Now or Never
Ninety nation coalition aims for an agreement to hold global warming at 1.5 degree Celsius and The United Nations Assistant Secretary-General on Climate Change appears optimistic on reaching a climate change agreement at COP21, Paris. However, the political dynamics and various interests intensify as the climate change talk approaches the final stage.
There are still a few sensitive subjects to be discussed such as is the draft ambitious enough, how to finance developing countries in greener technology and who should handle the bigger share of the global warming burden, developing countries or developed countries?
Major developing countries like China and India maintain their views that rich countries should do the bulk of the carbon-cutting. However, “60-65% of emissions now come from developing countries,” reported BBC News. China and the United States top the global carbon dioxide emission charts; however, many countries oppose the lack of transparency in China’s environmental data. The good news is that researchers found that carbon emission may show a decline by 0.6 percent for 2015 because of China’s economic instability, according to a new research published by the journal Nature Climate Change. However, the global emission varies depending on the global market.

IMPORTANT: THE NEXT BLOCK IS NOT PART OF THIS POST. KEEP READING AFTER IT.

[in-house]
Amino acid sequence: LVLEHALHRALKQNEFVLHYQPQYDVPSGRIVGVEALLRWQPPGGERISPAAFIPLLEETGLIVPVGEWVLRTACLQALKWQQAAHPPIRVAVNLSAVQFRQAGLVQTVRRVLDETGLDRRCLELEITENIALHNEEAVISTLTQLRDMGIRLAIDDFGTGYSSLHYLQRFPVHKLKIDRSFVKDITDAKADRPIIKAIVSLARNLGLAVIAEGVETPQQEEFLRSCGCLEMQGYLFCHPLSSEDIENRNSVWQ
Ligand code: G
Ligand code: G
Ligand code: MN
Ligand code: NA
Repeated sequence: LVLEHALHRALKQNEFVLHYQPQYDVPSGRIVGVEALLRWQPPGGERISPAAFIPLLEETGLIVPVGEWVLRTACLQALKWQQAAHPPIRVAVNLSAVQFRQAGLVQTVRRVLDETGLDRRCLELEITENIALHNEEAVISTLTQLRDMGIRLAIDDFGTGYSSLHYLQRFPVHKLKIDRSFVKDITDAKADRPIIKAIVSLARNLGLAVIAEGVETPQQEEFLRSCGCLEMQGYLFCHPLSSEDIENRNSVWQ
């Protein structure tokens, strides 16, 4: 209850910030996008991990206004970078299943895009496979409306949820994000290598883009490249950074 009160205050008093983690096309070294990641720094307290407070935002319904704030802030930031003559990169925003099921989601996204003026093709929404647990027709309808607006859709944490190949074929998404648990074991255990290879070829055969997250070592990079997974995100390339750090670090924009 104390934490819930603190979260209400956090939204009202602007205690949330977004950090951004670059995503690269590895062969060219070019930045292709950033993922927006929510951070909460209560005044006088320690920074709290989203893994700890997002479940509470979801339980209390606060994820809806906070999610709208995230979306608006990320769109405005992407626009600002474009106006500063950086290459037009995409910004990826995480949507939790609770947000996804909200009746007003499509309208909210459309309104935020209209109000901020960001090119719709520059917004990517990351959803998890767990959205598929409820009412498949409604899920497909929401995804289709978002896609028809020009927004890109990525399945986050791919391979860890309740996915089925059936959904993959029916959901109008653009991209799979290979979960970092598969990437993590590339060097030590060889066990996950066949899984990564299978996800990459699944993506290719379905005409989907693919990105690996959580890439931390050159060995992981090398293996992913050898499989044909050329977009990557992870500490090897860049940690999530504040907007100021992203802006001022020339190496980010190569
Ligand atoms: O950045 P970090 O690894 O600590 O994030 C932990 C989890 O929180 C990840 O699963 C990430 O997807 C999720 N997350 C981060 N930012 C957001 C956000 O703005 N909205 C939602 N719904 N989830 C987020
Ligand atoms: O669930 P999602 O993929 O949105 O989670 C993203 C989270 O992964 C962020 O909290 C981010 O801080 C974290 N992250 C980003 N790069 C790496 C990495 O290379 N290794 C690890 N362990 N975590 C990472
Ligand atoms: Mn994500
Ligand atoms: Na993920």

“I’m told by a senior source that Chinese delegates in small group meetings are firmly opposing measures in the text to nod towards a maximum temperature rise of 1.5C. They are also opposing the plan for the world to become “emissions neutral” in the second half of the century,” reported by BBC environmental analyst Roger Harrabin, “while Saudi Arabia is making the same point more aggressively.”
“We have very limited hours remaining. I am urging the negotiators to make their decision based on global vision,” said UN Secretary General Ban Ki-moon, adding that “this is not a moment [for] talking about national perspectives.”
France has confirmed that the climate change talk aims to conclude on Saturday, December 12, a day later than expected.